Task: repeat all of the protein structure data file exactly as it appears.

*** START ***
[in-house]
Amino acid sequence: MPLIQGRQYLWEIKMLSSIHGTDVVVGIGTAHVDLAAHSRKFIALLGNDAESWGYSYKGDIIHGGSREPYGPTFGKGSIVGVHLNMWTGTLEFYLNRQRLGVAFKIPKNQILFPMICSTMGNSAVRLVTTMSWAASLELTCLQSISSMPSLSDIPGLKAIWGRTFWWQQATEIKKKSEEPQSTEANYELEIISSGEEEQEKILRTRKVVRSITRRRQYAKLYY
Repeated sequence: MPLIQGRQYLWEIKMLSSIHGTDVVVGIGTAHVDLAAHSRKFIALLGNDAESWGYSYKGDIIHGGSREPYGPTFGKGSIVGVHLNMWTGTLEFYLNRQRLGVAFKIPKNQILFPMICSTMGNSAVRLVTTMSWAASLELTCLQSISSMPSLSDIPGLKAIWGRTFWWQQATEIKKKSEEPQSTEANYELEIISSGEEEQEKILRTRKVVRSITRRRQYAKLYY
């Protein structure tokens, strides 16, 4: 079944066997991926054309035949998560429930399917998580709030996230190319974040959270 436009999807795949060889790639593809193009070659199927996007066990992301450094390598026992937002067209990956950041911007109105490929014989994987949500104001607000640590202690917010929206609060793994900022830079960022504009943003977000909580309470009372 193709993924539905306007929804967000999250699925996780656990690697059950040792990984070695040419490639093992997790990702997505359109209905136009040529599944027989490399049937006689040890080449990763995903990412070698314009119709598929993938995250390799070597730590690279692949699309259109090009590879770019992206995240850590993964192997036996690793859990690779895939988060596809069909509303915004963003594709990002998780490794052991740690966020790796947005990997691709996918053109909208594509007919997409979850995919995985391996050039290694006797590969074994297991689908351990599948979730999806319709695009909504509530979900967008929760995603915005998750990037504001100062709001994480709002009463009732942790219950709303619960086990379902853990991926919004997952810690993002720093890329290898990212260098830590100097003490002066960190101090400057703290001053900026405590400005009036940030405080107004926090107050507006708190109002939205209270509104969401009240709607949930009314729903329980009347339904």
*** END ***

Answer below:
[in-house]
Amino acid sequence: MPLIQGRQYLWEIKMLSSIHGTDVVVGIGTAHVDLAAHSRKFIALLGNDAESWGYSYKGDIIHGGSREPYGPTFGKGSIVGVHLNMWTGTLEFYLNRQRLGVAFKIPKNQILFPMICSTMGNSAVRLVTTMSWAASLELTCLQSISSMPSLSDIPGLKAIWGRTFWWQQATEIKKKSEEPQSTEANYELEIISSGEEEQEKILRTRKVVRSITRRRQYAKLYY
Repeated sequence: MPLIQGRQYLWEIKMLSSIHGTDVVVGIGTAHVDLAAHSRKFIALLGNDAESWGYSYKGDIIHGGSREPYGPTFGKGSIVGVHLNMWTGTLEFYLNRQRLGVAFKIPKNQILFPMICSTMGNSAVRLVTTMSWAASLELTCLQSISSMPSLSDIPGLKAIWGRTFWWQQATEIKKKSEEPQSTEANYELEIISSGEEEQEKILRTRKVVRSITRRRQYAKLYY
């Protein structure tokens, strides 16, 4: 079944066997991926054309035949998560429930399917998580709030996230190319974040959270 436009999807795949060889790639593809193009070659199927996007066990992301450094390598026992937002067209990956950041911007109105490929014989994987949500104001607000640590202690917010929206609060793994900022830079960022504009943003977000909580309470009372 193709993924539905306007929804967000999250699925996780656990690697059950040792990984070695040419490639093992997790990702997505359109209905136009040529599944027989490399049937006689040890080449990763995903990412070698314009119709598929993938995250390799070597730590690279692949699309259109090009590879770019992206995240850590993964192997036996690793859990690779895939988060596809069909509303915004963003594709990002998780490794052991740690966020790796947005990997691709996918053109909208594509007919997409979850995919995985391996050039290694006797590969074994297991689908351990599948979730999806319709695009909504509530979900967008929760995603915005998750990037504001100062709001994480709002009463009732942790219950709303619960086990379902853990991926919004997952810690993002720093890329290898990212260098830590100097003490002066960190101090400057703290001053900026405590400005009036940030405080107004926090107050507006708190109002939205209270509104969401009240709607949930009314729903329980009347339904």